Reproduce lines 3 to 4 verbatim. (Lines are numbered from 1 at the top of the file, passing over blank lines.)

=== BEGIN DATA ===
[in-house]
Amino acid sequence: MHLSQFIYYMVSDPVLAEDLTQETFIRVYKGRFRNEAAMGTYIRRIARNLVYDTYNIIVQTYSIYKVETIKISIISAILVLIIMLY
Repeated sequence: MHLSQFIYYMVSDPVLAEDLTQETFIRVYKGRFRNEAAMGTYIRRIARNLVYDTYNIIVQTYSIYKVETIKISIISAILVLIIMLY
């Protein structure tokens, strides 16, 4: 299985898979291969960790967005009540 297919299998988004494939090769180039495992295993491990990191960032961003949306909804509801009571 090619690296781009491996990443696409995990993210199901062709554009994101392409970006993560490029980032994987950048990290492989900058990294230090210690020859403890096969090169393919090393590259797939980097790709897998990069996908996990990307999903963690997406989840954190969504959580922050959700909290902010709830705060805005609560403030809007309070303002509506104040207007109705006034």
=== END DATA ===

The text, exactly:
Repeated sequence: MHLSQFIYYMVSDPVLAEDLTQETFIRVYKGRFRNEAAMGTYIRRIARNLVYDTYNIIVQTYSIYKVETIKISIISAILVLIIMLY
């Protein structure tokens, strides 16, 4: 299985898979291969960790967005009540 297919299998988004494939090769180039495992295993491990990191960032961003949306909804509801009571 090619690296781009491996990443696409995990993210199901062709554009994101392409970006993560490029980032994987950048990290492989900058990294230090210690020859403890096969090169393919090393590259797939980097790709897998990069996908996990990307999903963690997406989840954190969504959580922050959700909290902010709830705060805005609560403030809007309070303002509506104040207007109705006034």